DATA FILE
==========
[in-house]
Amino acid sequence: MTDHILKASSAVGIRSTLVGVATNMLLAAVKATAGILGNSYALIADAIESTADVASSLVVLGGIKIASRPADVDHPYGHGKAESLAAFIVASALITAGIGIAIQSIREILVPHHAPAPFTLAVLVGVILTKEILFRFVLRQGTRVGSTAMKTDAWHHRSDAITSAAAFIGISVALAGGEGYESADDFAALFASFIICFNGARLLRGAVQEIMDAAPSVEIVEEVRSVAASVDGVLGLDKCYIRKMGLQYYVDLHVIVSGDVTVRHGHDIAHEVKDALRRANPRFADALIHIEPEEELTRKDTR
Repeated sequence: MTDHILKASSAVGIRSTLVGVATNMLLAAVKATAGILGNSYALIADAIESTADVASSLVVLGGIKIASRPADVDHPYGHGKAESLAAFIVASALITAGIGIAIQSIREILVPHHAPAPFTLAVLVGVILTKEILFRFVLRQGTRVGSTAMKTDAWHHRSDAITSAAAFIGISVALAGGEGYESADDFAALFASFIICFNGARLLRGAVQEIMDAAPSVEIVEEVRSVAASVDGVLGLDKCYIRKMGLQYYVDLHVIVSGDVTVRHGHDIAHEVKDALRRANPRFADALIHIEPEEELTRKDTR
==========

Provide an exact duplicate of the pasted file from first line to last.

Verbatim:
[in-house]
Amino acid sequence: MTDHILKASSAVGIRSTLVGVATNMLLAAVKATAGILGNSYALIADAIESTADVASSLVVLGGIKIASRPADVDHPYGHGKAESLAAFIVASALITAGIGIAIQSIREILVPHHAPAPFTLAVLVGVILTKEILFRFVLRQGTRVGSTAMKTDAWHHRSDAITSAAAFIGISVALAGGEGYESADDFAALFASFIICFNGARLLRGAVQEIMDAAPSVEIVEEVRSVAASVDGVLGLDKCYIRKMGLQYYVDLHVIVSGDVTVRHGHDIAHEVKDALRRANPRFADALIHIEPEEELTRKDTR
Repeated sequence: MTDHILKASSAVGIRSTLVGVATNMLLAAVKATAGILGNSYALIADAIESTADVASSLVVLGGIKIASRPADVDHPYGHGKAESLAAFIVASALITAGIGIAIQSIREILVPHHAPAPFTLAVLVGVILTKEILFRFVLRQGTRVGSTAMKTDAWHHRSDAITSAAAFIGISVALAGGEGYESADDFAALFASFIICFNGARLLRGAVQEIMDAAPSVEIVEEVRSVAASVDGVLGLDKCYIRKMGLQYYVDLHVIVSGDVTVRHGHDIAHEVKDALRRANPRFADALIHIEPEEELTRKDTR